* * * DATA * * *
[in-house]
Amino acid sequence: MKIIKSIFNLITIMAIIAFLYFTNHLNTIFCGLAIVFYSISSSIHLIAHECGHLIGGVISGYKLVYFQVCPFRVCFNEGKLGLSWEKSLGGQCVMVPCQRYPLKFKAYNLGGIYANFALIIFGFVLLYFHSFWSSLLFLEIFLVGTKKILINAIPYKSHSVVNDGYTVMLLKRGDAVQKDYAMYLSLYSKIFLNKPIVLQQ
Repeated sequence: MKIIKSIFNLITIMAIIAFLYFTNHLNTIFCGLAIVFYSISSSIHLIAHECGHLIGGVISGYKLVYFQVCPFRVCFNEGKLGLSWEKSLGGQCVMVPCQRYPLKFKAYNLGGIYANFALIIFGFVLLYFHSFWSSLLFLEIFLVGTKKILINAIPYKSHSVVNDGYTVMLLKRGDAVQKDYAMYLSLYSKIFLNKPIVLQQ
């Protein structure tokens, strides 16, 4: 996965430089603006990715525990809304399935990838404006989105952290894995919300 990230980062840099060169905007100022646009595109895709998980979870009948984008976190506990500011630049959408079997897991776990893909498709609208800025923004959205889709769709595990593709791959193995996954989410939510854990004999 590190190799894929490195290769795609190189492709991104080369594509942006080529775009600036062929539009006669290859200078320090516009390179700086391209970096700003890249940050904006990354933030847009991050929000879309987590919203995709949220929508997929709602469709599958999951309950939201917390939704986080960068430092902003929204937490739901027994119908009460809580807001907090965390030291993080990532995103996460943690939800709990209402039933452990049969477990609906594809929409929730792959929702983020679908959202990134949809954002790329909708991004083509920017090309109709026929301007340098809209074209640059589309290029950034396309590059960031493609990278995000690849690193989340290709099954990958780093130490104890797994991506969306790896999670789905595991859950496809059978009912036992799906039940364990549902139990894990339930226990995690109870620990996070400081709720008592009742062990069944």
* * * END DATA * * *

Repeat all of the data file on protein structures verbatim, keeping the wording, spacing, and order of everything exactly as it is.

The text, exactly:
[in-house]
Amino acid sequence: MKIIKSIFNLITIMAIIAFLYFTNHLNTIFCGLAIVFYSISSSIHLIAHECGHLIGGVISGYKLVYFQVCPFRVCFNEGKLGLSWEKSLGGQCVMVPCQRYPLKFKAYNLGGIYANFALIIFGFVLLYFHSFWSSLLFLEIFLVGTKKILINAIPYKSHSVVNDGYTVMLLKRGDAVQKDYAMYLSLYSKIFLNKPIVLQQ
Repeated sequence: MKIIKSIFNLITIMAIIAFLYFTNHLNTIFCGLAIVFYSISSSIHLIAHECGHLIGGVISGYKLVYFQVCPFRVCFNEGKLGLSWEKSLGGQCVMVPCQRYPLKFKAYNLGGIYANFALIIFGFVLLYFHSFWSSLLFLEIFLVGTKKILINAIPYKSHSVVNDGYTVMLLKRGDAVQKDYAMYLSLYSKIFLNKPIVLQQ
């Protein structure tokens, strides 16, 4: 996965430089603006990715525990809304399935990838404006989105952290894995919300 990230980062840099060169905007100022646009595109895709998980979870009948984008976190506990500011630049959408079997897991776990893909498709609208800025923004959205889709769709595990593709791959193995996954989410939510854990004999 590190190799894929490195290769795609190189492709991104080369594509942006080529775009600036062929539009006669290859200078320090516009390179700086391209970096700003890249940050904006990354933030847009991050929000879309987590919203995709949220929508997929709602469709599958999951309950939201917390939704986080960068430092902003929204937490739901027994119908009460809580807001907090965390030291993080990532995103996460943690939800709990209402039933452990049969477990609906594809929409929730792959929702983020679908959202990134949809954002790329909708991004083509920017090309109709026929301007340098809209074209640059589309290029950034396309590059960031493609990278995000690849690193989340290709099954990958780093130490104890797994991506969306790896999670789905595991859950496809059978009912036992799906039940364990549902139990894990339930226990995690109870620990996070400081709720008592009742062990069944």